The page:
All About Lulu discussion

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thoughts on the ending

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message 1: by Jonathan (new)

Jonathan | 21 comments Mod
. . . there's been a lot of debate about the P.S. at the end of lulu . . . it agrees with most people (myself included), but some people can't stand it . . . i have my reasons for it, but i'd love to hear what you think . . .


message 2: by Christopher (new)

Christopher Swann (christopherswann) | 2 comments Hi, JE. I'm mixed on the ending, but I think it fits with the rest of the novel. You play with the reader's expectations with the opening sentence--referencing the whole David Copperfield crap and the opening of "Catcher in the Rye"--but you don't do it in an annoying way. As a reader I don't feel like you're yanking my chain, just taking me down a slightly different path. It was a refreshing way to begin a novel that both acknowledged its literary predecessors and staked its own ground, so to speak.

Given that, the ending, which is a bit up in the air, isn't startling or off-base. We come full circle with the "no pain, no gain" comment. Did you have it in mind to engage the reader in some speculation about the ending--deliberately keeping the ending unclear so the reader could fill in the blank? Or did you feel the ending is clear and it's just some of us who aren't clear? I agree that most people like conclusions that tie things up...maybe not too neatly, but still wrap the narrative up. (Think of Christmas presents--some are beautifully wrapped and presented, some are sloppily shoved into gift bags, etc.) I guess I wonder what your intentions were (which means I guess I'm throwing the question back at you). I find that writing endings to stories is difficult, so I'm curious to hear your thoughts.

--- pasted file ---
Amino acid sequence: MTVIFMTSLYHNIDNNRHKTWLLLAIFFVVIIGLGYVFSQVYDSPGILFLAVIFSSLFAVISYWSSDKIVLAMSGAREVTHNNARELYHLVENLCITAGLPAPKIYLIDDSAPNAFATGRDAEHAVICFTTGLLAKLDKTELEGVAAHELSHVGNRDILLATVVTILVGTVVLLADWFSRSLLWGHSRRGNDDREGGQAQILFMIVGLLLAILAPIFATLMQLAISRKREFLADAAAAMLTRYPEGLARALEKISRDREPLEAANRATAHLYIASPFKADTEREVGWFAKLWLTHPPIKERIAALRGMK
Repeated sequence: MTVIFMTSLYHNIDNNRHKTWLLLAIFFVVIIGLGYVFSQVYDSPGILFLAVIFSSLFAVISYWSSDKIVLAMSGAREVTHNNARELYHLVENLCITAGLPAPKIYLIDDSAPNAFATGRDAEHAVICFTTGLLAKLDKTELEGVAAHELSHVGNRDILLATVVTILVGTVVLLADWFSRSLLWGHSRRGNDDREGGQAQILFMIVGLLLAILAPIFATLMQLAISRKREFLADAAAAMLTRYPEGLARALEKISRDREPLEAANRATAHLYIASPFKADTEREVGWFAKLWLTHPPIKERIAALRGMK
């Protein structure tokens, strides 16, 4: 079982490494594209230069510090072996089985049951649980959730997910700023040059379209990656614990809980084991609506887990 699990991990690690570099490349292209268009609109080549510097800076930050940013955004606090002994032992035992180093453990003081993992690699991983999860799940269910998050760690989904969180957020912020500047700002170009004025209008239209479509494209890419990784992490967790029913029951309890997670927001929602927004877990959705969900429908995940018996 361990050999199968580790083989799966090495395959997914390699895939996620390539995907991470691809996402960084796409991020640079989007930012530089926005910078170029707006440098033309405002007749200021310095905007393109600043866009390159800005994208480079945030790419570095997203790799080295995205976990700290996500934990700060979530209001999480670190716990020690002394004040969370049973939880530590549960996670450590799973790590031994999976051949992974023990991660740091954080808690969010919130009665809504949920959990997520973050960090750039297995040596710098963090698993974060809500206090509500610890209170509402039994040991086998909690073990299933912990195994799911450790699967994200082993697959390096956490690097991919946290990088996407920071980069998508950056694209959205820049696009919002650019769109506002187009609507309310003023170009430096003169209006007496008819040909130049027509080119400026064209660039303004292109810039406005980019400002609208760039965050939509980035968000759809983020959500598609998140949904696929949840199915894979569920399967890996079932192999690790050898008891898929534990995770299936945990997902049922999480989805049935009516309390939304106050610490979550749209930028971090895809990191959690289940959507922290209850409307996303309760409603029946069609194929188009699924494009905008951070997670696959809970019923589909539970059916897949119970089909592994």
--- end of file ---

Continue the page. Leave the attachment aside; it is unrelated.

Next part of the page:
message 3: by Jonathan (new)

Jonathan | 21 comments Mod
Chris wrote: "Hi, JE. I'm mixed on the ending, but I think it fits with the rest of the novel. You play with the reader's expectations with the opening sentence--referencing the whole David Copperfield crap an..."

. . . i like endings that FEEL resolved because the story has hit upon some truth, not endings that necessarily resolve every facet of the story . . . i guess i want my characters to live on, so in the case of lulu, i wanted to hint at some possibilities without revealing too much . . . it has been noted that the penultimate ending of lulu happens in the bedroom before the p.s., and this is true in terms of resolving the roles of lulu and will in relation to one another, but what next, you know? how will they deal with these new roles? what will it be like with future lovers? . . . i want the reader to wonder these things . . . if my ending is like a cul-de-sac, i'm not sure that they will . . . i began the novel from a reflective point of view for the same reason, so it felt natural to return to that pov, rather than end in the immediate environment of the bedroom . . .


message 4: by Christopher (new)

Christopher Swann (christopherswann) | 2 comments Thanks--I like what you say about wanting your characters to live on, and having your readers wonder what happens next. I remember some people liking how the penultimate chapter ended, and arguing for that to be the "real" ending, but life doesn't really "end" like that. I also suppose that your ending allows your characters to linger in your readers' minds for a while, pondering what if. Some books I finish and hardly think about again, or I never wonder what happened next. (With "The Great Gatsby," for instance, I don't really wonder much about what happens next for Nick.) With "Lulu," I do wonder, and instead of being frustrating it does feel natural.


message 5: by Jonathan (new)

Jonathan | 21 comments Mod
. . . well, that's good! . . . i wanted an ending that had that lingering atmosphere, rather than an ending that stopped you cold in your tracks . . . take away speculation and you take a way a lot from what is a collaborative relationship between reader and writer . . .


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